A medical aid agency says the World Health Organization is grossly underestimating the re-use of syringe needles and unsafe medical practices as a major cause of H-I-V/AIDS transmission in Africa. But W-H-O officials deny the claim.
The International Association of Safe Needle Technology says some 30 percent of new cases of AIDS in Africa are attributable to the re-use of needles and to other poor medical practices.
That is far more than the two-point-five percent estimated by the W-H-O.
The group's director, Lillian Salerno, told reporters at the international AIDS conference held in Kenya's capital this week the W-H-O has, as she put it, "focused on the role of sexual transmission in Africa to the point of excluding virtually all other causes. This is not only misleading," she says, but "it is also dangerous."
The group, which is linked to Physicians for Human Rights in the United States, has called for increased protection for African health care workers. The group wants more attention paid to the role of health care practices in the transmission of H-I-V/AIDS.
But a pharmacist working in South Africa for Doctors Without Borders, Marta Darder, says the 30-percent figure is exaggerated.
He says, "My concern when I hear these kind of strong statements in a conference like this is that it might deviate attention of what to me are the key burning issues now to tackle the AIDS pandemic in Africa particularly, which is very much related to the extremely inequitable access to anti-retroviral therapy as part of a comprehensive package of care."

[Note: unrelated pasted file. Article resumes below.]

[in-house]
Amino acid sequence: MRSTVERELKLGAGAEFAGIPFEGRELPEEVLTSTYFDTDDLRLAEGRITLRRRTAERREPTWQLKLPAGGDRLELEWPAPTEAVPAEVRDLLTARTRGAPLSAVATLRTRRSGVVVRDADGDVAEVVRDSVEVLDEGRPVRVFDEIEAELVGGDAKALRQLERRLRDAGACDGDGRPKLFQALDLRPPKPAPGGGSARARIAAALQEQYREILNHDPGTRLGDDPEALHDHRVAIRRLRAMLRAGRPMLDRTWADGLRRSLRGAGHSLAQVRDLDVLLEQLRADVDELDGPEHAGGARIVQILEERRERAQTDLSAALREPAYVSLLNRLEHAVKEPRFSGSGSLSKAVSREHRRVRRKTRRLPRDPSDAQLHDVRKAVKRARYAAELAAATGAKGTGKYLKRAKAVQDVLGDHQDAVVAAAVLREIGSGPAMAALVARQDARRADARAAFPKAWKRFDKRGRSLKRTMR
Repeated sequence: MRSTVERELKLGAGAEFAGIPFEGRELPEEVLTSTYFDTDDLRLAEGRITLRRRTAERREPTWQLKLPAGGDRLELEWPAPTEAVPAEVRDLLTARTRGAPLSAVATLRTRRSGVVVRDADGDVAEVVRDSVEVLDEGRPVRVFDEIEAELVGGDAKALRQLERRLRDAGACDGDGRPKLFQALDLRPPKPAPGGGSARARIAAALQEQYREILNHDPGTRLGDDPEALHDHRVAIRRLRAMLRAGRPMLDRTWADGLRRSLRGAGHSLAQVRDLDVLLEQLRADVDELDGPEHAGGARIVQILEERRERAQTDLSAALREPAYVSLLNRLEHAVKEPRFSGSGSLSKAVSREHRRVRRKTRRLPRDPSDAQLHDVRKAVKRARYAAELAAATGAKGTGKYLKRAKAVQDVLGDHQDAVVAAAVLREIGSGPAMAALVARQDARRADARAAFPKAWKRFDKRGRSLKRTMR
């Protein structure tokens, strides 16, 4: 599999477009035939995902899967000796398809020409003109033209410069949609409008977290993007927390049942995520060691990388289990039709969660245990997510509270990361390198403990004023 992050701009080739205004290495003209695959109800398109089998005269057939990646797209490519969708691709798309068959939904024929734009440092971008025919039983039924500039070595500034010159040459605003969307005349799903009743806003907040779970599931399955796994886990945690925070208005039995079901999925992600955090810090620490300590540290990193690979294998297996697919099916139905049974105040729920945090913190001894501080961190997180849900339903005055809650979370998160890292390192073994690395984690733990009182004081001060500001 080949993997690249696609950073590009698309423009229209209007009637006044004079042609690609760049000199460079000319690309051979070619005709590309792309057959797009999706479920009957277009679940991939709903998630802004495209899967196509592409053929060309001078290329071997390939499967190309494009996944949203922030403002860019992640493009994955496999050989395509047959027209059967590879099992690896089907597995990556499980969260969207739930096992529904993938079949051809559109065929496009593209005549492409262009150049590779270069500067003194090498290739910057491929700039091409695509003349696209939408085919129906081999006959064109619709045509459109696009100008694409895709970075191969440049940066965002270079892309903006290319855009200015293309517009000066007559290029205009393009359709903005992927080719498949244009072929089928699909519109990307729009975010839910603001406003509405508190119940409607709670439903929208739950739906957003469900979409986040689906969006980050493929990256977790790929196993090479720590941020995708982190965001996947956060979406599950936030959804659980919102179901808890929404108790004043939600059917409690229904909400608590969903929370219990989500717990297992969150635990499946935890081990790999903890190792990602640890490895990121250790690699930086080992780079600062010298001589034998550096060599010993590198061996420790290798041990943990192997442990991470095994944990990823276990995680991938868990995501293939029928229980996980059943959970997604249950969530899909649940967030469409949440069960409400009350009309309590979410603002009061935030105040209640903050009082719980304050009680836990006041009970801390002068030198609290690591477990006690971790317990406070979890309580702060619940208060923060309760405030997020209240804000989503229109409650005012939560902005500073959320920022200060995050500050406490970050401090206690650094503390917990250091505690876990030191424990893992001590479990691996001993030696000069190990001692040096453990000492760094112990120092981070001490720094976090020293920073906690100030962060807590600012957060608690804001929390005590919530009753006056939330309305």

Other issues according to Ms. Darder include the high prices of AIDS drugs, the lack of political commitment from governments to supply those drugs because of patent issues and a shortfall of funding needed to care for those living with H-I-V/AIDS.
The executive director of U-N AIDS, Dr. Peter Piot, also disputes the needle association's findings.
Dr. Piot says, "Well, 30-percent is definitely off the wall as a figure. What we have to do is that we have to make sure that with this new treatment program, offer the possibility also to make sure there is better hospital hygiene, injections are only used when necessary, etc."
He concedes unsafe medical practices are a factor in H-I-V transmission, but not to the extent that the group portrayed.
In related news at the ICASA news...
Several dozen activists infected with the H-I-V virus have disrupted an African aids conference, demanding "less talk and more drugs" from their governments. Media reports from the conference site in the Kenyan capital Nairobi say the demonstrators, carrying placards with the message, "You talk, we die," stormed a press center and a pharmaceutical trade show. Reports say police were called, but the confrontations ended peacefully with no arrests.
The noisy protest targeted the 13th International Conference on AIDS and Sexually Transmitted Infections in Africa. The discussions are focusing on ways to distribute drugs to people most in need. About three-quarters of the world's H-I-V-infected population live in sub-Saharan Africa.